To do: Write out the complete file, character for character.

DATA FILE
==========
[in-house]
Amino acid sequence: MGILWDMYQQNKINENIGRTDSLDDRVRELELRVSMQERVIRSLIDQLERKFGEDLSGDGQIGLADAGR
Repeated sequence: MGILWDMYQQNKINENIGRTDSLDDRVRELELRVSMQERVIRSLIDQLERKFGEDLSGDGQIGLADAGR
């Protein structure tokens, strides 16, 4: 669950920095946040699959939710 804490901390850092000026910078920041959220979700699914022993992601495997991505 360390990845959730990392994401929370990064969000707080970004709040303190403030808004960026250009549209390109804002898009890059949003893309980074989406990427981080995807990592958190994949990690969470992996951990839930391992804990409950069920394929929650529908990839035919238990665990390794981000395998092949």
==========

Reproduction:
[in-house]
Amino acid sequence: MGILWDMYQQNKINENIGRTDSLDDRVRELELRVSMQERVIRSLIDQLERKFGEDLSGDGQIGLADAGR
Repeated sequence: MGILWDMYQQNKINENIGRTDSLDDRVRELELRVSMQERVIRSLIDQLERKFGEDLSGDGQIGLADAGR
């Protein structure tokens, strides 16, 4: 669950920095946040699959939710 804490901390850092000026910078920041959220979700699914022993992601495997991505 360390990845959730990392994401929370990064969000707080970004709040303190403030808004960026250009549209390109804002898009890059949003893309980074989406990427981080995807990592958190994949990690969470992996951990839930391992804990409950069920394929929650529908990839035919238990665990390794981000395998092949």